Money troubles

There are three things that really differentiate the way money is used in Egypt from how it is used in United States: bargaining, tipping, and an almost exclusive reliance on cash. All three present a problem for me.

First, I should explain that I really don’t like money. I like having it, of course. But I hate dealing with it. I don’t like to talk about money, I don’t like to make a big deal out of it. I’m the guy who, at a restaurant with a group of people, will throw down an extra fifteen dollars just to avoid a lengthy discussion of the bill. I just want to ignore money as much as I can. That’s not how things work here.

They say that the price of everything in Egypt is negotiable. When most people buy things here they name a price, the vendor names another price, and then the two parties work their way toward a price in the middle. There are plenty of exceptions of course, but with many, many things that’s how it works for everything from taxis to a kilo of cucumbers. I see it happen all the time. When I go to buy something, though, the process is a bit simpler: I say a price, get another price from the seller, and then say, “Um. Well. Okay.”

The next problem I have is with tipping, known in Arabic as baksheesh. I’m a generous tipper at restaurants and bars. I always go with at least twenty percent. But that’s not what baksheesh is. Baksheesh is giving people a little bit of money when they do something for you. It’s supposedly an integral part of the Egyptian economy. (I recently read a story that said that visitors to the Giza zoo give baksheesh to the zookeepers.) The problem is, I have no idea how to do it. Whom am I supposed to tip? When? How much? Furthermore, I don’t like the awkward process of taking bills out of my pocket and handing them to people. I usually end up foregoing baksheesh, which I’m sure is rude and unfair.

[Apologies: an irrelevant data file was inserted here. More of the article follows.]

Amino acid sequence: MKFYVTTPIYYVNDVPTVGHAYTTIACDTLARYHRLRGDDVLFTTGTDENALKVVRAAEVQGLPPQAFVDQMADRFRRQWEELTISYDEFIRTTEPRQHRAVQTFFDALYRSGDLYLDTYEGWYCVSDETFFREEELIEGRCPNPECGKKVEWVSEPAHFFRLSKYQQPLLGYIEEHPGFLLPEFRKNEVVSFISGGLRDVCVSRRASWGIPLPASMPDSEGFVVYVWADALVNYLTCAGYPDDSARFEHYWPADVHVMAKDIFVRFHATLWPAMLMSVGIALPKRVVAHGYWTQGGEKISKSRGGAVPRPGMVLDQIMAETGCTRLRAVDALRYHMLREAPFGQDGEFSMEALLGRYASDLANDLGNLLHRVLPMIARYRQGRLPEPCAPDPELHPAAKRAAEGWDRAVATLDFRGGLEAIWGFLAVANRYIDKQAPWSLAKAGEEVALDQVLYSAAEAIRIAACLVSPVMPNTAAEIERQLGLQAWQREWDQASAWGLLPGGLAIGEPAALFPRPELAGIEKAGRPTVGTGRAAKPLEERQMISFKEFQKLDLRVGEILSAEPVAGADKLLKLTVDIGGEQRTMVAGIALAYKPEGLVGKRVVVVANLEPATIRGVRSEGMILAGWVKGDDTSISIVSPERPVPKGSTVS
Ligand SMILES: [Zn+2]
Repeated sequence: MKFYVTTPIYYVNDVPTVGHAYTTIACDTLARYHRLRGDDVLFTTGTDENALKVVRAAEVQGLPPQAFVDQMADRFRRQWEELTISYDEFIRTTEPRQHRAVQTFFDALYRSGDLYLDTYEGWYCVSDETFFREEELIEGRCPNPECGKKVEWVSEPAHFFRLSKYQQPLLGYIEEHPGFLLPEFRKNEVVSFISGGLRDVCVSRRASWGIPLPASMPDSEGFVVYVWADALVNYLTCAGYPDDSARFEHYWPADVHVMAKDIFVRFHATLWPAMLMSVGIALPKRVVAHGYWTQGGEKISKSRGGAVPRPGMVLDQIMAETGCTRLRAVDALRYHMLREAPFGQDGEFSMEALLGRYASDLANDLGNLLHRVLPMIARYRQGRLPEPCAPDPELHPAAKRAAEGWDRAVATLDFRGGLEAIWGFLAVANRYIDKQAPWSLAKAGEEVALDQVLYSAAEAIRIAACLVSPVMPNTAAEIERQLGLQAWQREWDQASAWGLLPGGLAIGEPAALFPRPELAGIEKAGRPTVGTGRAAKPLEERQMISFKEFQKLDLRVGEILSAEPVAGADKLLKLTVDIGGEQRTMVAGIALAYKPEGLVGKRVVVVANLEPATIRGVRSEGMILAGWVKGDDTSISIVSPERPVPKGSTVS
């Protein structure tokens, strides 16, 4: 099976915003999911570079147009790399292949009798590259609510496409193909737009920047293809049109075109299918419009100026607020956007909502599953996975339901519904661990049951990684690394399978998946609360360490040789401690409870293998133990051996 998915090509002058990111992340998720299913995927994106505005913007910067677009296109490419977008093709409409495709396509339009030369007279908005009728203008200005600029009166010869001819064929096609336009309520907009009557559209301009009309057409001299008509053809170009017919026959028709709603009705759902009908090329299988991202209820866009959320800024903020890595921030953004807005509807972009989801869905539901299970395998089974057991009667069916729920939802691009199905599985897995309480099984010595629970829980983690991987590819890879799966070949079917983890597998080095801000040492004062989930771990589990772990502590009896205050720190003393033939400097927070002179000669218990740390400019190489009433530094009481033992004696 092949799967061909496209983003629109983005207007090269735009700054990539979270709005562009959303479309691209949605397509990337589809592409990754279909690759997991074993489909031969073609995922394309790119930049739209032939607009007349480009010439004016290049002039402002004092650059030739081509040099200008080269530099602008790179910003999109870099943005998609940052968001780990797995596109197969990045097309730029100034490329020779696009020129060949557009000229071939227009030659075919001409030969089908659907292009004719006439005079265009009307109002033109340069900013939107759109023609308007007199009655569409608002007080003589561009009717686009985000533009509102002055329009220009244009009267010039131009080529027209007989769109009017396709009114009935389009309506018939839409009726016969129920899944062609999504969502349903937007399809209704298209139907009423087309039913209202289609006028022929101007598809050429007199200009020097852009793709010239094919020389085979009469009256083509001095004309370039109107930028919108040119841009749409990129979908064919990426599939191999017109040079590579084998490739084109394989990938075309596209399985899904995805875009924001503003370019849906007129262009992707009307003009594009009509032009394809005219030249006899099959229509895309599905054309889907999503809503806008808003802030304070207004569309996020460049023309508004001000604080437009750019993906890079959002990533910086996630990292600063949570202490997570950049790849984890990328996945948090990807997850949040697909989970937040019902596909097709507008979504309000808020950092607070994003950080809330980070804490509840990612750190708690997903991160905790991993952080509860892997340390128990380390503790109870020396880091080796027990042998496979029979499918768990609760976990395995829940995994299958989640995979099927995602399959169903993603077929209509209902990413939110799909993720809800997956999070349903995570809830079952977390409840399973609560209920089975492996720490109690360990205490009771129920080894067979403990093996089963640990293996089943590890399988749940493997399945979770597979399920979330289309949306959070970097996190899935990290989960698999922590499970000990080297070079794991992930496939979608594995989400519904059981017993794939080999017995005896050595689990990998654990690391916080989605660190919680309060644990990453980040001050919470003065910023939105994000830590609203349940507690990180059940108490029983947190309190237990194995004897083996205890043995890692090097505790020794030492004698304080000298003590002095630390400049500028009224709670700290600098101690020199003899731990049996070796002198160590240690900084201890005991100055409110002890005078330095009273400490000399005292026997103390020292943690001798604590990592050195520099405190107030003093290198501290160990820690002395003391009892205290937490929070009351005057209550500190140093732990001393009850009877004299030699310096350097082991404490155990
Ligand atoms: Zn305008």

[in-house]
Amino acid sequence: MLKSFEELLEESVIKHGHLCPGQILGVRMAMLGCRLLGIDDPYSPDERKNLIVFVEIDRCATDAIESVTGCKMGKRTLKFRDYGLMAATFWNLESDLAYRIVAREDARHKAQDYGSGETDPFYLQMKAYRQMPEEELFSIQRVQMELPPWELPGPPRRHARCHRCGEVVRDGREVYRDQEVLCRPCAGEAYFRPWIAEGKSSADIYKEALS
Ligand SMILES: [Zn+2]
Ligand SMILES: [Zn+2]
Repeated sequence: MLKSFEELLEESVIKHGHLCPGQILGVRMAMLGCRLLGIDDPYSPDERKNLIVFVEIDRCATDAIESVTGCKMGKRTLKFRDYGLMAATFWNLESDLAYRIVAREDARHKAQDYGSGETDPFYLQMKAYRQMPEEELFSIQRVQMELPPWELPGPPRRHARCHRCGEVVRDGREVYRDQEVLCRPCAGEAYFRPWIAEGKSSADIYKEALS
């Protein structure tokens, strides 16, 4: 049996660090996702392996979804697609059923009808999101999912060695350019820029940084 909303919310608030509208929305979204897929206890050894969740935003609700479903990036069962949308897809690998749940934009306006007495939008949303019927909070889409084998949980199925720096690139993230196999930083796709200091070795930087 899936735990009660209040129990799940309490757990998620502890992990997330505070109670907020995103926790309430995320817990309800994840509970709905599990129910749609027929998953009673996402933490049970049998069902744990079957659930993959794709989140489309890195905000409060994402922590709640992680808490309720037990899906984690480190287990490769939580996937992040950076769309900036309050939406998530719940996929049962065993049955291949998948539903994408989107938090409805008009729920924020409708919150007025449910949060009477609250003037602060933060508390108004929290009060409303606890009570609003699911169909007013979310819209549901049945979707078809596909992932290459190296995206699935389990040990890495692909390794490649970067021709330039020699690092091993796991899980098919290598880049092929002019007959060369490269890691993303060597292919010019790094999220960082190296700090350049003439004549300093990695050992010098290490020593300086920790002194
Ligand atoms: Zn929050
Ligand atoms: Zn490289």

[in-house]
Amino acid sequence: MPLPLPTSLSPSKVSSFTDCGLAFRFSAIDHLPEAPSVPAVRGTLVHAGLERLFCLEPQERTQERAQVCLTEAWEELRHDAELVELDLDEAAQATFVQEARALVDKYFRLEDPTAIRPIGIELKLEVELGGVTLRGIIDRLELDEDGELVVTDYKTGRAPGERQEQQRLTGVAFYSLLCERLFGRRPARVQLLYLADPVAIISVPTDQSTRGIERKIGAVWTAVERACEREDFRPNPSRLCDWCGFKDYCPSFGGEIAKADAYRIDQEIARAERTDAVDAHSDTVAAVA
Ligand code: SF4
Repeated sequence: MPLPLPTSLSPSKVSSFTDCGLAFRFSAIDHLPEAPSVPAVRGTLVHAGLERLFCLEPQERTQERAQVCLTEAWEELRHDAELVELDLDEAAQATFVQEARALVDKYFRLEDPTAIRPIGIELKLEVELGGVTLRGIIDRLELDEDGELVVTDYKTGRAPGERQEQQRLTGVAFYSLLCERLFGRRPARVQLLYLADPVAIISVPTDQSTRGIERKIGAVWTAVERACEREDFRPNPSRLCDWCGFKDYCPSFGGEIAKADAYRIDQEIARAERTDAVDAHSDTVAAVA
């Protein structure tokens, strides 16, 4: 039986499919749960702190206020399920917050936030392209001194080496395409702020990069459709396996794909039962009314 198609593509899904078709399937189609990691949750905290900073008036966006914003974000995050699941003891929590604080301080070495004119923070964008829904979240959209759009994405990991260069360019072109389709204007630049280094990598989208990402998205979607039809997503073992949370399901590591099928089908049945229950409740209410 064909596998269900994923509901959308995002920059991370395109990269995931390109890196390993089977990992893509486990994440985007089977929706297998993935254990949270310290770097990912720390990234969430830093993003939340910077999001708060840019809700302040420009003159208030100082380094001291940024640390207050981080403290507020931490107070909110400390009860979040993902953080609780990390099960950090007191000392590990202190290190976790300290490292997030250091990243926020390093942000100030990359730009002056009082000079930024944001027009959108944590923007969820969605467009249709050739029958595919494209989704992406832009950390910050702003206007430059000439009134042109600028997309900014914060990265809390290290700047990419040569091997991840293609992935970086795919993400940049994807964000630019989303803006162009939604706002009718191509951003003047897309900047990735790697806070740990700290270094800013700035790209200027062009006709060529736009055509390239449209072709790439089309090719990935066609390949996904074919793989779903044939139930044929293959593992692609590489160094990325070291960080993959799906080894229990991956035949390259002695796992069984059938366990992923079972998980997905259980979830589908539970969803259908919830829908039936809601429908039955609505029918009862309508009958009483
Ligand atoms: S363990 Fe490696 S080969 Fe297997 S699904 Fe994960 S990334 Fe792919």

Finally, there is the problem of cash. Almost nobody accepts credit cards in Egypt. My paycheck, which I received last week, came in the form of an envelope of cash. Egypt’s is largely a cash economy. There’s nothing wrong with that, except for me because 1) I have very little self control when it comes to money, and 2) I am really, really good at misplacing things. I crumple up twenty dollars bills, shove them in my pockets and then re-discover them a few weeks later after they’ve gone through the washing machine. Then I get excited that I found a free twenty dollars and go spend it on some bullshit. Naturally, a cash economy does not suit me.

Why am I talking about this? What’s my point here? It’s simple: I am a stupid foreigner and will probably go broke in this country and in the process offend hundreds of service industry workers.



Filed under Egypt, Travelogue

2 responses to “Money troubles

  1. Helen

    This one made me do a little LOL.

  2. Tess

    This made me LOL too! In St. Petersburg, I had to go on foot to the British Airways office and pay $700 in cold, hard cash for a flight to London. With British Airways. My dad tried to book my ticket online, but got shut down at the crucial moment with an error message saying something like “must come to office in St. Petersburg to complete transaction, no credit cards or checks accepted, you presumptuous American fuckbag.”

    p.s. I like your blog! Hi!

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